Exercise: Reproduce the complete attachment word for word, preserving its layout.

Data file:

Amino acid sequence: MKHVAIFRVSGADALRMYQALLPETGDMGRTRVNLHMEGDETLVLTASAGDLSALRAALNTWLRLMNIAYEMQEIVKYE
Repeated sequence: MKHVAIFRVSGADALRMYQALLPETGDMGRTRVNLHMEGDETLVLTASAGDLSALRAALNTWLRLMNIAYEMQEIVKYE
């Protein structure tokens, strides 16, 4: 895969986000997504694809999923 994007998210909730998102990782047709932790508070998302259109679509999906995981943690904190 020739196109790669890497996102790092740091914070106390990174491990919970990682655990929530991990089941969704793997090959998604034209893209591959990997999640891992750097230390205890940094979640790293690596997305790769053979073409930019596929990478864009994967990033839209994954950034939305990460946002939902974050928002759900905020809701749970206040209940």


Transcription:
Amino acid sequence: MKHVAIFRVSGADALRMYQALLPETGDMGRTRVNLHMEGDETLVLTASAGDLSALRAALNTWLRLMNIAYEMQEIVKYE
Repeated sequence: MKHVAIFRVSGADALRMYQALLPETGDMGRTRVNLHMEGDETLVLTASAGDLSALRAALNTWLRLMNIAYEMQEIVKYE
């Protein structure tokens, strides 16, 4: 895969986000997504694809999923 994007998210909730998102990782047709932790508070998302259109679509999906995981943690904190 020739196109790669890497996102790092740091914070106390990174491990919970990682655990929530991990089941969704793997090959998604034209893209591959990997999640891992750097230390205890940094979640790293690596997305790769053979073409930019596929990478864009994967990033839209994954950034939305990460946002939902974050928002759900905020809701749970206040209940």